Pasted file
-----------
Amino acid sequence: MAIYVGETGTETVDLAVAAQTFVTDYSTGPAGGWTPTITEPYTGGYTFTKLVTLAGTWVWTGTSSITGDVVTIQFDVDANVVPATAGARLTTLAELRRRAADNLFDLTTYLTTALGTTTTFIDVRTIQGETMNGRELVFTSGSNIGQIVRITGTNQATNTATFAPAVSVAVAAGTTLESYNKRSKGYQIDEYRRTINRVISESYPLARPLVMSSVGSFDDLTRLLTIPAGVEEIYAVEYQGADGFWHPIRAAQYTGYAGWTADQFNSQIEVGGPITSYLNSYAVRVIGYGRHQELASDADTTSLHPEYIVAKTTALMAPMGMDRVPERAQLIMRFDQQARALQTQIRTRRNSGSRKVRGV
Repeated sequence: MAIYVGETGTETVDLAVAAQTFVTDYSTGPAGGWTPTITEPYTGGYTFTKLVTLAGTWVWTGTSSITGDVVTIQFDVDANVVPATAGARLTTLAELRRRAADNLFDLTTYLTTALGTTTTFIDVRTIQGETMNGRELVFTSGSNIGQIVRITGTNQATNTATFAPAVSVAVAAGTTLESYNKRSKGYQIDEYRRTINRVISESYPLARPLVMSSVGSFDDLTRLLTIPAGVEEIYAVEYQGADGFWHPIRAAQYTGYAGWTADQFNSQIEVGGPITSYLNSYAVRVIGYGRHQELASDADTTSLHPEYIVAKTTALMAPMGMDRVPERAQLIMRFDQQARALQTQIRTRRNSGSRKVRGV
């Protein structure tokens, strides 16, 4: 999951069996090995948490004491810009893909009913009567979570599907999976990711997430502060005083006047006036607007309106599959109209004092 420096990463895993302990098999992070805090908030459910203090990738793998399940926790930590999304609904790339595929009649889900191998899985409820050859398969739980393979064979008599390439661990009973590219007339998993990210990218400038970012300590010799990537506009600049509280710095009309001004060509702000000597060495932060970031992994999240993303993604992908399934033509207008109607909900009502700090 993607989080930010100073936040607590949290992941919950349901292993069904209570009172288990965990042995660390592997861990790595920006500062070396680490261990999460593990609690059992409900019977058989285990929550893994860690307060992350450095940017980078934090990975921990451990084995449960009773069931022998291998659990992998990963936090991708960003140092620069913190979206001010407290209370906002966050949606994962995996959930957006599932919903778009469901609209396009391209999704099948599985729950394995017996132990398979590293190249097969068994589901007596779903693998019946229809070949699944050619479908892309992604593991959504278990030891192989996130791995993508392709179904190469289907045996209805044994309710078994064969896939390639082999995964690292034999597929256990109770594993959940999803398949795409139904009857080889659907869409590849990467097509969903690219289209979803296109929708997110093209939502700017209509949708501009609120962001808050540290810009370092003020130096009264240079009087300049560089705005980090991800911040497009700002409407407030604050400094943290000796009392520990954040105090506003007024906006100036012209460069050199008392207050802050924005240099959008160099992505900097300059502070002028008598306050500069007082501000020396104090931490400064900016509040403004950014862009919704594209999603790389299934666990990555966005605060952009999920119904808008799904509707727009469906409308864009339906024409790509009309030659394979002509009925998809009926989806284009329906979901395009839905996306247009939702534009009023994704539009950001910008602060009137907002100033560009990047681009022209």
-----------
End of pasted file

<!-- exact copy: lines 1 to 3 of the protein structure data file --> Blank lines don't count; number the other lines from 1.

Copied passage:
Amino acid sequence: MAIYVGETGTETVDLAVAAQTFVTDYSTGPAGGWTPTITEPYTGGYTFTKLVTLAGTWVWTGTSSITGDVVTIQFDVDANVVPATAGARLTTLAELRRRAADNLFDLTTYLTTALGTTTTFIDVRTIQGETMNGRELVFTSGSNIGQIVRITGTNQATNTATFAPAVSVAVAAGTTLESYNKRSKGYQIDEYRRTINRVISESYPLARPLVMSSVGSFDDLTRLLTIPAGVEEIYAVEYQGADGFWHPIRAAQYTGYAGWTADQFNSQIEVGGPITSYLNSYAVRVIGYGRHQELASDADTTSLHPEYIVAKTTALMAPMGMDRVPERAQLIMRFDQQARALQTQIRTRRNSGSRKVRGV
Repeated sequence: MAIYVGETGTETVDLAVAAQTFVTDYSTGPAGGWTPTITEPYTGGYTFTKLVTLAGTWVWTGTSSITGDVVTIQFDVDANVVPATAGARLTTLAELRRRAADNLFDLTTYLTTALGTTTTFIDVRTIQGETMNGRELVFTSGSNIGQIVRITGTNQATNTATFAPAVSVAVAAGTTLESYNKRSKGYQIDEYRRTINRVISESYPLARPLVMSSVGSFDDLTRLLTIPAGVEEIYAVEYQGADGFWHPIRAAQYTGYAGWTADQFNSQIEVGGPITSYLNSYAVRVIGYGRHQELASDADTTSLHPEYIVAKTTALMAPMGMDRVPERAQLIMRFDQQARALQTQIRTRRNSGSRKVRGV
């Protein structure tokens, strides 16, 4: 999951069996090995948490004491810009893909009913009567979570599907999976990711997430502060005083006047006036607007309106599959109209004092 420096990463895993302990098999992070805090908030459910203090990738793998399940926790930590999304609904790339595929009649889900191998899985409820050859398969739980393979064979008599390439661990009973590219007339998993990210990218400038970012300590010799990537506009600049509280710095009309001004060509702000000597060495932060970031992994999240993303993604992908399934033509207008109607909900009502700090 993607989080930010100073936040607590949290992941919950349901292993069904209570009172288990965990042995660390592997861990790595920006500062070396680490261990999460593990609690059992409900019977058989285990929550893994860690307060992350450095940017980078934090990975921990451990084995449960009773069931022998291998659990992998990963936090991708960003140092620069913190979206001010407290209370906002966050949606994962995996959930957006599932919903778009469901609209396009391209999704099948599985729950394995017996132990398979590293190249097969068994589901007596779903693998019946229809070949699944050619479908892309992604593991959504278990030891192989996130791995993508392709179904190469289907045996209805044994309710078994064969896939390639082999995964690292034999597929256990109770594993959940999803398949795409139904009857080889659907869409590849990467097509969903690219289209979803296109929708997110093209939502700017209509949708501009609120962001808050540290810009370092003020130096009264240079009087300049560089705005980090991800911040497009700002409407407030604050400094943290000796009392520990954040105090506003007024906006100036012209460069050199008392207050802050924005240099959008160099992505900097300059502070002028008598306050500069007082501000020396104090931490400064900016509040403004950014862009919704594209999603790389299934666990990555966005605060952009999920119904808008799904509707727009469906409308864009339906024409790509009309030659394979002509009925998809009926989806284009329906979901395009839905996306247009939702534009009023994704539009950001910008602060009137907002100033560009990047681009022209």